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Bovids (ancestors of today’s gazelles, wildebeest, and cape buffalo) and ancestral rhinos were also fairly early adopters, beginning the switch to grass around 9.6 mya. They did not come to prefer C4s as exclusively as the equids did, however; some bovid species continued to have mixed or primarily C3 diets up to the 3 mya point that bookended this analysis. This heterogeneity is interesting, because it may have helped to facilitate species diversity within the family by reducing dietary overlap between sympatric species. It is notable that the Bovidae has become, by far, the most diverse herbivore family in Africa, an evolutionary accomplishment that may have been facilitated by this dietary niche partitioning.

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In comparison to the rapid rate at which equids and bovids became consumers of the new C4 plants, ancestors of modern elephants (elephantids and the extinct gomphotheres) did not start to transition over to grasses until about 7.4 mya. Interestingly, the groups appear to have been grazers until only a million years or so ago, and yet now our only remaining members of this line, the African and Asian elephants, eat mostly trees and shrubs (C3). Another slight twist to the story is that the deinotheriids, also related to the elephant lineages, never showed any sign of switching to C4s. These behemoths were the second largest land mammal known to science, with males weighing up to ten tons. It is interesting to contemplate whether this extreme size was a limiting factor when it came to adopting a novel food resource, as extreme size is known to constrain dietary niche breadth in carnivorous mammals (see my previous post for more discussion on that). And in case you’re wondering, the gomphotheres were grouped with the elephantids in the analysis due to similarity of tooth morphology, apparently not shared to the same degree with the deinotheriids.

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Ancient suids, forebears of modern warthogs and bushpigs, took quite a while to decide they liked the new vegetation, not showing signs of C4 in their diets until between 6.5 and 4.2 mya, and even then maintaining the consumption of both C3 and C4 plants.

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Although the just-so story about giraffes having long necks in order to reach high foliage is not accurate (mutations and natural selection don’t happen with a future goal in mind), they did remain faithful to their treetop foraging strategy, and the data show that giraffids have been consistent tree browsers throughout the fossil record.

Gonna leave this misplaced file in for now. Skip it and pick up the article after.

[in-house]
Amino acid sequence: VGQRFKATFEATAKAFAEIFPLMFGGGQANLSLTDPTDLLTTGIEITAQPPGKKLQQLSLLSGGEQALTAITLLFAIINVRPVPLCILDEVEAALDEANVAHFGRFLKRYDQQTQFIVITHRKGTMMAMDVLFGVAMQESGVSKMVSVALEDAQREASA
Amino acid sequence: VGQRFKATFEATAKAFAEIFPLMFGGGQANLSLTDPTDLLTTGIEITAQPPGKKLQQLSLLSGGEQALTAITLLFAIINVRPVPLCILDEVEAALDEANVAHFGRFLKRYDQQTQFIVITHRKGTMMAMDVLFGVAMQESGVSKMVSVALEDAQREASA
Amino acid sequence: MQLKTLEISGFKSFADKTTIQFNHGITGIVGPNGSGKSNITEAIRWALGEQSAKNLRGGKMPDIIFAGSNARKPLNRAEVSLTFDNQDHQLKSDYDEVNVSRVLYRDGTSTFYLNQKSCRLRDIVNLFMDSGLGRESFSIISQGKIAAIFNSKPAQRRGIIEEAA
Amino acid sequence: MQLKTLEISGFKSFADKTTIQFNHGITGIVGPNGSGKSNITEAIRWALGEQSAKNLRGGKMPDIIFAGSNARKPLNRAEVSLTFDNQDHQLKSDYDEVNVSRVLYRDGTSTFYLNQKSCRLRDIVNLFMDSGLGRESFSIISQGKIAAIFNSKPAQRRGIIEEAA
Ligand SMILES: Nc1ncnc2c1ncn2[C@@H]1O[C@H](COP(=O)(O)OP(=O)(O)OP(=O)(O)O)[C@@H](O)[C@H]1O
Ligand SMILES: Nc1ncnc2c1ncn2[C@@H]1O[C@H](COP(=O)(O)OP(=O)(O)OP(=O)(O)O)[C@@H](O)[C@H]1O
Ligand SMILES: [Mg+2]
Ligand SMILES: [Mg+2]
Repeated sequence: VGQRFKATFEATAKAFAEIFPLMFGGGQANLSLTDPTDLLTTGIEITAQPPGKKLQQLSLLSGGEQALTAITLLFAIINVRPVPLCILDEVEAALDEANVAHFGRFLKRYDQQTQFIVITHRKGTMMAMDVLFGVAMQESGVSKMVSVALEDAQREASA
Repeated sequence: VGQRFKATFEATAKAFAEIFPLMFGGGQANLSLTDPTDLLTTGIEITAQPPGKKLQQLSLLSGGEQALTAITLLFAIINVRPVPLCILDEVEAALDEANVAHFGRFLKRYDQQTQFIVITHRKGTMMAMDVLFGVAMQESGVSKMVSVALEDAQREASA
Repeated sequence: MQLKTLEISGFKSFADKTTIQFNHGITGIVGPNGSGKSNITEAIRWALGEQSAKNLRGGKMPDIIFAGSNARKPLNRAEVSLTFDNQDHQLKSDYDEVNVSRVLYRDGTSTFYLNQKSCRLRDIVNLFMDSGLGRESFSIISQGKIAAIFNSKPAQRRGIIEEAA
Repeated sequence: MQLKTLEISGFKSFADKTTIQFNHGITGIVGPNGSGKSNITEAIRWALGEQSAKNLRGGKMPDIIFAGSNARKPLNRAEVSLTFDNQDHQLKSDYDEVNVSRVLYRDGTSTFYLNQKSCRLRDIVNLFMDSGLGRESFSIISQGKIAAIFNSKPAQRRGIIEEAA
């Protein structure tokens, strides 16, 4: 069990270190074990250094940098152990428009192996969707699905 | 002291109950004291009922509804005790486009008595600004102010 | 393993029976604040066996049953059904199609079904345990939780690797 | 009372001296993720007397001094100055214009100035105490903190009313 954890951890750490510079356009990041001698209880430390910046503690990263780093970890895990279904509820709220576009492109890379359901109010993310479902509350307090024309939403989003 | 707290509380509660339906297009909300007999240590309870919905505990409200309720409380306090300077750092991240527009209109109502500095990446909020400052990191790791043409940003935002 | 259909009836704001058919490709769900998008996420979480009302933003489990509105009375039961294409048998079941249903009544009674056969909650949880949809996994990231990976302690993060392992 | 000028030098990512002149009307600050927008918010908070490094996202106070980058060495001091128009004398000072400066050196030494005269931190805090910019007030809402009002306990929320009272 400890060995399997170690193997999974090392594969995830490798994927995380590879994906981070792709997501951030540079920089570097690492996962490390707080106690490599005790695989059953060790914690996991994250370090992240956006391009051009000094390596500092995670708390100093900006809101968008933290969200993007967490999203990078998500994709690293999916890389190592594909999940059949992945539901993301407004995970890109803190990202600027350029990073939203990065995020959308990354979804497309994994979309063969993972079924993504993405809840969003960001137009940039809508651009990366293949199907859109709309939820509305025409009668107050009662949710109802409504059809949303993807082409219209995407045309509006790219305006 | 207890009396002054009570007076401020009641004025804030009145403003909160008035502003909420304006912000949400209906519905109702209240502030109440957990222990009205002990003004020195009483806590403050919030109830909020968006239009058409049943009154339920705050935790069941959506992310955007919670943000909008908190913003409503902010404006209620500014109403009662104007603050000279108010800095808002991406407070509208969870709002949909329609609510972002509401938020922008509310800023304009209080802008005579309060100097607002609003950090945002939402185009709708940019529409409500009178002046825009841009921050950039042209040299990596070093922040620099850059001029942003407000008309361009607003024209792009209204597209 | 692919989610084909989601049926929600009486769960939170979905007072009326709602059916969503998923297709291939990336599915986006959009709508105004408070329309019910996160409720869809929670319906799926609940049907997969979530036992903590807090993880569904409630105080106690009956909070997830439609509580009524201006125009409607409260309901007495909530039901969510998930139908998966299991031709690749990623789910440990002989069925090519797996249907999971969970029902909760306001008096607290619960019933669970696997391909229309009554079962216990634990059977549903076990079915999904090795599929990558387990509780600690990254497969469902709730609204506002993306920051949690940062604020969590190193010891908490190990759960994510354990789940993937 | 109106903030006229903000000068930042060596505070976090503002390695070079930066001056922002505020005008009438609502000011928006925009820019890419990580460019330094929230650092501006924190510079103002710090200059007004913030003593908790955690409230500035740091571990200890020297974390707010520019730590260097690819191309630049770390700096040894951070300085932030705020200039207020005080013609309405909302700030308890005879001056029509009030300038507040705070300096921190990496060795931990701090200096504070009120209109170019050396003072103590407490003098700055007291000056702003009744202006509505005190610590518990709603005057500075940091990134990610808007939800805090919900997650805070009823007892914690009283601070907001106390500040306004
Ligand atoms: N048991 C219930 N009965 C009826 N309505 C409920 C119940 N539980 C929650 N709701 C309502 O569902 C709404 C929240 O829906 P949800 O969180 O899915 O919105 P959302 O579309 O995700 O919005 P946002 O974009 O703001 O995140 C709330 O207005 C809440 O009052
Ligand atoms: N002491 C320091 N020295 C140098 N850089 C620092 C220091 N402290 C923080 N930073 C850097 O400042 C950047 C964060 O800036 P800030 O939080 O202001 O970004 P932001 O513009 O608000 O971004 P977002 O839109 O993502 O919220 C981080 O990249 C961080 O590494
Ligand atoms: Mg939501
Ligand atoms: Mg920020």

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Morphological changes amongst these taxa appear to support the conclusions drawn from isotopic ratios. For example, during the period in which their carbon signatures were shifting, equids show a shift from the sharp, slicing cusps of browsers (which feed on C3 shrubs and trees) to the blunt, grinding dental cusps that are characteristic of modern grazers. Using several methods of analysis (morphological, biochemical, climatological, etc) creates the potential for an extremely robust set of conclusions, and stable isotope analysis is a powerful method to have in such a toolbox.

One limitation to the study is that samples from different sites did not necessarily overlap in time, meaning that the difference in carbon signatures could be due to either climate (temperature, precipitation, etc), geography (elevation and latitude) , composition of vegetation, or some combination of these factors. Keep in mind that it was not until very recently on the geological time scale that the climate in eastern Africa created overwhelmingly vast swaths of grassland; prior to that it would have been a patchier resource. The authors acknowledge this limitation and point out that the results are best utilized as a complement to other types of analysis, as metnioned above.

This study by Uno et al. is a great example of how stable isotopes can be applied to the study of many facets of ecology. With just small samples from the teeth of long-dead mammals, we can trace the shift of one ecosystem type to another, and construct a valuable timeline of how and when different taxa responded to the introduction and subsequent proliferation of a novel food resource. The implications of this for the community ecology of the region may very well underlie the patterns of biodiversity that we see amongst the herds of herbivores roaming these plains in the present day


ResearchBlogging.org
Uno, K., Cerling, T., Harris, J., Kunimatsu, Y., Leakey, M., Nakatsukasa, M., & Nakaya, H. (2011). Late Miocene to Pliocene carbon isotope record of differential diet change among East African herbivores Proceedings of the National Academy of Sciences DOI: 10.1073/pnas.1018435108
Quade, J. et al. (1992) A 16-Ma record of paleodiet using carbon and oxygen in fossil teeth from Pakistan. Chem Geol Isot Geosci Sect 94: 183-192.
Grassland image credit
All animal photos obtained from Wikimedia Commons
Figure from Uno et al. 2011